Thursday 9 August 2012

Should writers use Pinterest?

The ever helpful Kristen Lamb has a post over on her blog about why writers should be using Pinterest. Pinterest, for those who don't know, is a service by which you can create a 'board' and 'pin' images that you think are interesting. You can create boards for almost anything, from showing off your own artwork to sharing those images and photos that you've found online. Kristen suggests creating boards full of photos that inspired a book you've written, in the same way that some authors create musical playlists that accompanied the writing process.

I know, I know, almost every person who runs a blog about writing seems to post something every other day about why you should use this or that new profile/network/social media - it seems like something new comes out on a fairly regular basis and we're always being told that if we don't jump on the bandwagon, we risk being left behind by those people who embrace new technology. It gets confusing, and after a while, you find you're spending more time trying to figure out new stuff, and less time actually writing. Where's the sense in that? It's madness, I tell you.

Now, I read this particular post with some interest because I like the idea of Pinterest but I just wasn't sure how I could actually use it. If you take a look at my boards, you'll see I currently have four. I've got Colour Swatches, which is a collection of the colour palettes I've put together using my own photographers, and which are available for download in various formats over on (but you can still sample the colours from these bad boys on Pinterest using the Eyedropper tool in Photoshop). There's also a board for my Creative Photography, which I keep forgetting to update since I put everything on Flickr as standard. There's Old Photos, which are cool old photos that I've found online, and Fabric Designs, which is comprised of the fabric designs that I have for sale on Spoonflower. I'm hardly setting the world of Pinterest alight.

But is there greater scope here? I could easily create a board themed according to The Guns of Retribution, and pin photos of locations that inspired the book, or images of Grey's weaponry. I could create one for The Necromancer's Apprentice, dedicated to supernatural, fantastical or mummy-related imagery. Humans are by their nature a visual species so would this be a better way of sparking interest, by pinning interesting photos or asking people to contribute their own? After all, people can sometimes shy away from reading a sample of a book based on nothing more than a brief blurb, but if images stimulate their imagination, then they're bringing more visual acumen to the reading experience - which can only really enhance it. For example, if I have a board full of pictures of the Arizona desert, Old West ghost towns, Colt Peacemakers and Victorian photos from the 1880s, you're going to have a much better mental image of the world of The Guns of Retribution.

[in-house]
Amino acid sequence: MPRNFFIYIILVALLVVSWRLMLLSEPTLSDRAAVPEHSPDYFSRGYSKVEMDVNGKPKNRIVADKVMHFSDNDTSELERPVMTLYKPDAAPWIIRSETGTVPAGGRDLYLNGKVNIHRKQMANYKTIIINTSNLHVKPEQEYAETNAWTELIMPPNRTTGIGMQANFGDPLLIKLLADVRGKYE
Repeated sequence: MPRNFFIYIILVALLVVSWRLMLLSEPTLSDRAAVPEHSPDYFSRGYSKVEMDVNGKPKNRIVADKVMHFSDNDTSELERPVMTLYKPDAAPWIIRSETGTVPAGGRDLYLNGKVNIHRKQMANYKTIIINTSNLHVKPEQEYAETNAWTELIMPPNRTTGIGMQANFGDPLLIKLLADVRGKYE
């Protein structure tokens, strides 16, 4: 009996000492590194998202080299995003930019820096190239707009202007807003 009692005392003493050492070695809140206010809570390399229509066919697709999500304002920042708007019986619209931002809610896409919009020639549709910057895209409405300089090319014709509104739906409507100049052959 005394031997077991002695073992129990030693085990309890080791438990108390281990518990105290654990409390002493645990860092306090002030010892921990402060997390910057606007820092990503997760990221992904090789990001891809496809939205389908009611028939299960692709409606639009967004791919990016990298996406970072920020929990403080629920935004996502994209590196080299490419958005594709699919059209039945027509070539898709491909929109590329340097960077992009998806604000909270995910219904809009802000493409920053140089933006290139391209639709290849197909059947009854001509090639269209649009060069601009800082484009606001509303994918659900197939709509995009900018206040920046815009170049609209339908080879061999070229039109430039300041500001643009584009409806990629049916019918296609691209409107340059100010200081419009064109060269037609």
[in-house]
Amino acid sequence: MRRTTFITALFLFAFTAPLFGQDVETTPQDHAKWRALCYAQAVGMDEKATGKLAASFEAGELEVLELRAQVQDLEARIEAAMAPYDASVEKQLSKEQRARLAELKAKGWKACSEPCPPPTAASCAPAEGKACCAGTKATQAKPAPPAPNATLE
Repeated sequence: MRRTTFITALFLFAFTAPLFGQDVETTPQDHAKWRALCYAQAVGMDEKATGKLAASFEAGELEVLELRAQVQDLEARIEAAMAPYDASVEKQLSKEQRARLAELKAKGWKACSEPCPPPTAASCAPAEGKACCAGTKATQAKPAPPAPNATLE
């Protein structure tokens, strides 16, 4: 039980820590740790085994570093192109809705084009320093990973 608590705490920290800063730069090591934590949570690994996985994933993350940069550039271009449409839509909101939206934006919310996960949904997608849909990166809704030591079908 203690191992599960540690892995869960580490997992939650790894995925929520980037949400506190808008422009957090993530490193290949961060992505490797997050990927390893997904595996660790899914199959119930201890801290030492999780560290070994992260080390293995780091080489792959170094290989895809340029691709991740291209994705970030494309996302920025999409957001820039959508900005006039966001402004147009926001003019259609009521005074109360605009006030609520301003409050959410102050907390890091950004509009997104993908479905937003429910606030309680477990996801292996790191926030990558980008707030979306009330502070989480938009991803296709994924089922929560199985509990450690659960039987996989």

I suppose my question is...would it be worth going to the effort of creating one?


Helen A. Howell said...

I looked at Pinterest, I even have an account, but I have never bothered to use it. I have looked at one account that used photo's for their book and if I am quite honest, I wouldn't say that it would inspire me to buy a book. I think you touched upon something important in the beginning of this post, and that is all of this stuff takes you away from writing. Of course if you want to sell a book you have to spend a lot of time promoting it, and indeed trying to find new ways on line that doesn't drive everyone crazy is a challenge, one that I haven't met myself.

I think only you can decide whether or not it's worth your time and effort to advertise your book by photos on pinterest.

Tony Noland said...

My Pinterest experience is in line with Helen's. Have an account, never use it. I must not be a terribly visual person, since I rarely go to the trouble of including images with my blog posts. Even then, it's only because I remember advice about how important it is.

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